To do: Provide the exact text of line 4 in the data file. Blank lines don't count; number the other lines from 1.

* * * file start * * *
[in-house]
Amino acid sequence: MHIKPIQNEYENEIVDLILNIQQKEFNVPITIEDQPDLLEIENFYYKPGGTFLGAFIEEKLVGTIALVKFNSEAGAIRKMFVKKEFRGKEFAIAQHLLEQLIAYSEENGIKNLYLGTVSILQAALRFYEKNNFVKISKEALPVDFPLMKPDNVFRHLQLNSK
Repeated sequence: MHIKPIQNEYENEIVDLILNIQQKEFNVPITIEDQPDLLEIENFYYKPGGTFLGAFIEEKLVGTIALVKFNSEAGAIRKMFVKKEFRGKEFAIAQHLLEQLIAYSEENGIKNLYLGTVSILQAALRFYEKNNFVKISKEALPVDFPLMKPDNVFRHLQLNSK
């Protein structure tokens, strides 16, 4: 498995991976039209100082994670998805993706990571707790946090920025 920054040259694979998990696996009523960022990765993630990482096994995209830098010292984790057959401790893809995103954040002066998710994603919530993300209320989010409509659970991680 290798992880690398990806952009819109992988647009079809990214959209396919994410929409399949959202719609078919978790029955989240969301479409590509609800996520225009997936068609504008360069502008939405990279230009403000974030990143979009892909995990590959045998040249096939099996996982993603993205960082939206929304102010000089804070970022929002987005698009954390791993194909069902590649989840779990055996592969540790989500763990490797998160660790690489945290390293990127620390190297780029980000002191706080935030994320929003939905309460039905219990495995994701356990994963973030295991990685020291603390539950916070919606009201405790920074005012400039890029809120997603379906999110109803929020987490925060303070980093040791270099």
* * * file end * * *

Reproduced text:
């Protein structure tokens, strides 16, 4: 498995991976039209100082994670998805993706990571707790946090920025 920054040259694979998990696996009523960022990765993630990482096994995209830098010292984790057959401790893809995103954040002066998710994603919530993300209320989010409509659970991680 290798992880690398990806952009819109992988647009079809990214959209396919994410929409399949959202719609078919978790029955989240969301479409590509609800996520225009997936068609504008360069502008939405990279230009403000974030990143979009892909995990590959045998040249096939099996996982993603993205960082939206929304102010000089804070970022929002987005698009954390791993194909069902590649989840779990055996592969540790989500763990490797998160660790690489945290390293990127620390190297780029980000002191706080935030994320929003939905309460039905219990495995994701356990994963973030295991990685020291603390539950916070919606009201405790920074005012400039890029809120997603379906999110109803929020987490925060303070980093040791270099």